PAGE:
Worry taints Egyptian Coptic Christmas
- 3 January 2013
- From the section Middle East
Egypt's Coptic Christians are facing an uncertain future, as they prepare to celebrate Christmas on 7 January. About 10% of Egyptians are Copts, making up the largest Christian minority in the Middle East.
But many are concerned about the rise of President Mohammed Morsi's Muslim Brotherhood and the more radical Salafis. And there are fears that the newly approved constitution fails to protect the rights of Christians.
On a rooftop in Shubra on the outskirts of Cairo, a children's Christmas party was in full swing.
A man dressed up as Santa Claus, with a sack of presents on his back, walked on to a small stage under a painting of St George and the Dragon.
The children, a class of little boys, screamed in delight and started chanting "Baba Noel", the Arabic name for Father Christmas.
The party was taking place on top of a non-descript building, which houses the Coptic Church of the Virgin and St Mina in Shubra.
It was a brief moment of respite for the Coptic community, which is deeply concerned about the growing power of the Islamists in Egypt.
Nasser Abu Ghaly, a teacher helping to organise the party, says feelings this Christmas are mixed.
"First, we don't fear. But now we are a bit afraid because of our kids and our households. But as Copts we have the rights to pray to our God."
'Things are tense'
The rise of the Muslim Brotherhood and of the more radical Salafi Islamist groups has unsettled many Christians in Egypt.
Since the revolution, television sermons by hardline Salafi preachers targeting Christians are becoming more common. In recent days, some have called for Muslims not to greet Christians at Christmas.
Others are more sinister. One cleric, Said Abdulazzim, recorded on YouTube, said that "any Muslim who befriends a Christian or a Sufi, neither of whom ever tell the truth, is misguided, a traitor".
Some wealthy Copts are choosing to leave Egypt. But for many, like the congregation in Shubra, that is simply not an option.
The Church of the Virgin and St Mina is in a poor area. The streets are unpaved and every few metres there are mounds of rotting rubbish.
It is in places like this that many of Egypt's Christians live, side-by-side with their Muslim neighbours.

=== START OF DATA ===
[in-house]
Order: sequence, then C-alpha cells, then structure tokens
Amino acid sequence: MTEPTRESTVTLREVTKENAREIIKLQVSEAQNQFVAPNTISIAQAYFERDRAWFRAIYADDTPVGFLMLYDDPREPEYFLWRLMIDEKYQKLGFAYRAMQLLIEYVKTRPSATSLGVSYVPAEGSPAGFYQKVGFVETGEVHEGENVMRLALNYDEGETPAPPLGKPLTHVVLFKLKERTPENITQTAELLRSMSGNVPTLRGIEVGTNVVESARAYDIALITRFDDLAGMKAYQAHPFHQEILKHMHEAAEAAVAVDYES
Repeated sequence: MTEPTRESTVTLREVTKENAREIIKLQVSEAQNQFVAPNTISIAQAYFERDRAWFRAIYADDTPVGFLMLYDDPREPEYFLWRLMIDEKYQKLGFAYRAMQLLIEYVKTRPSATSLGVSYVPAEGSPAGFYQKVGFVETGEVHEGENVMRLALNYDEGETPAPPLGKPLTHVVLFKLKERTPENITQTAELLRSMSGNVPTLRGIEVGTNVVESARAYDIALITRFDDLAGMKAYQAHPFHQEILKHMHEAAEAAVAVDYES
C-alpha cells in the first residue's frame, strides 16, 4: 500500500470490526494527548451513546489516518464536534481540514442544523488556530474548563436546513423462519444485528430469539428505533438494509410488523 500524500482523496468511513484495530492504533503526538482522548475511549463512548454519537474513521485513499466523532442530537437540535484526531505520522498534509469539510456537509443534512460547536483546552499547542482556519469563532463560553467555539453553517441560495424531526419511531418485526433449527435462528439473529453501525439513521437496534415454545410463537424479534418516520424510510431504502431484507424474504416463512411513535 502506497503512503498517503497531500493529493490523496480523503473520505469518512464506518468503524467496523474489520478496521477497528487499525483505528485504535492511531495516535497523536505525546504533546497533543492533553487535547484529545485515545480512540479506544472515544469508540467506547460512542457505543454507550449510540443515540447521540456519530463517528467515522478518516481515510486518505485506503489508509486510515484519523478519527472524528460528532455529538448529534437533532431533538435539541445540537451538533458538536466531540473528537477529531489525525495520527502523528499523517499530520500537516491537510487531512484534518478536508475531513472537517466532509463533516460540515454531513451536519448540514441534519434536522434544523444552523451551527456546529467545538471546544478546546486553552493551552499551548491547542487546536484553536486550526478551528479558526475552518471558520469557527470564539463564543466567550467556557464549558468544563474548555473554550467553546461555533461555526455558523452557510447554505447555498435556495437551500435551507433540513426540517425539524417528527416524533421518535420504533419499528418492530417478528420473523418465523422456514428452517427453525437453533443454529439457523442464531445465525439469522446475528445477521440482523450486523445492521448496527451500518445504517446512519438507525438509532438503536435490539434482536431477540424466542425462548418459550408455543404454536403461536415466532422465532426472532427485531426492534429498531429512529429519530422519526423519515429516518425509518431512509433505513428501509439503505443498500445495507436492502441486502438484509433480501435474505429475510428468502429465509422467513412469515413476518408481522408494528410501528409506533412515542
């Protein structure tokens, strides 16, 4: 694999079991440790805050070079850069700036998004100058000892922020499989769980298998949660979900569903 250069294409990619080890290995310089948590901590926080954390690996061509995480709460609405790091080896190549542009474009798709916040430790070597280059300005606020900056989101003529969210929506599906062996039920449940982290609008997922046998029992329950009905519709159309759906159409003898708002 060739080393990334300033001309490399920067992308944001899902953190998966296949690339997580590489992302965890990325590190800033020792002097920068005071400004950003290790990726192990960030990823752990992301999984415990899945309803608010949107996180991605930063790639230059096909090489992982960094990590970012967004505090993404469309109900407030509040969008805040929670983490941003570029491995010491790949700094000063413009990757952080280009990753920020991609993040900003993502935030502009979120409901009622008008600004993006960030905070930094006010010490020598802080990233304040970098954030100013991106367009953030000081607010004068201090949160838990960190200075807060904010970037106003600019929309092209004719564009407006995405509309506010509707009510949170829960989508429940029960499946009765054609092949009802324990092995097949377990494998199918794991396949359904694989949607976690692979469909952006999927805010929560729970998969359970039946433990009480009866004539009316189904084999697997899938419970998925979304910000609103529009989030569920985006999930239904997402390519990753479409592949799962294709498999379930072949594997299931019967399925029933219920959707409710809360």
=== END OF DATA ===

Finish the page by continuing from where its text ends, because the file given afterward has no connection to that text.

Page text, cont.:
The church can barely house its huge congregation. At services, many worshippers have to stand outside in the stairwell.
But the priest at the Church, Father Felopater Rateb Towfiles, says that when they recently tried to build a new community centre, they were blocked by a group of local Salafis.
"Things are tense in the area, we have to tread carefully," he said.
"We thank God that we were able to prevent clashes between Christians and Salafis. If it had not been for this wisdom and the interference of God, there would have been massacres.
"Our people are unarmed but they have weapons. They had ammunition, automatic weapons and modern arms - we saw with our own eyes, the huge collection."
Toward an Islamic state?
The political upheaval of recent weeks has also added to Christian concerns. There are fears that Egypt's vaguely worded new constitution could pave the way for an Islamic state.
But Mohamed Soudan from the Muslim Brotherhood's Freedom and Justice Party says the constitution protects all Egyptians, regardless of their religion.
"I believe they don't have any reason to be afraid of the future. We love each other," he said.
"Nothing will attack the history of the relationship between the Muslims and the Christians. They are part of our blood. No-one can change it. They are not coming from abroad.
"They are from this soil and we are from this soil. They eat from the same soil and we are the same. No-one can touch this - never."
But Youssef Sidhom, the editor of the Coptic Watani newspaper, says Christians are worried by the charter.
"Of course, they are quite concerned and I cannot hide that a few wouldn't hesitate to leave if they have the chance. There is a vast area of mistrust that lies between Christians and all factions of political Islam," he says.
Mr Sidhom says he wants to believe President Morsi's promise of national dialogue after the approval of the constitution.
"I hope he fulfils this commitment and that Egypt, rather than being dragged to the verge of a civil war, will be pushed towards reconciliation."
The Copts have been at home in Egypt for almost two thousand years and they are proud of the biblical story, which tells how Mary and Joseph fled into Egypt with the baby Jesus.
But these days some are wondering if they need their own place of refuge.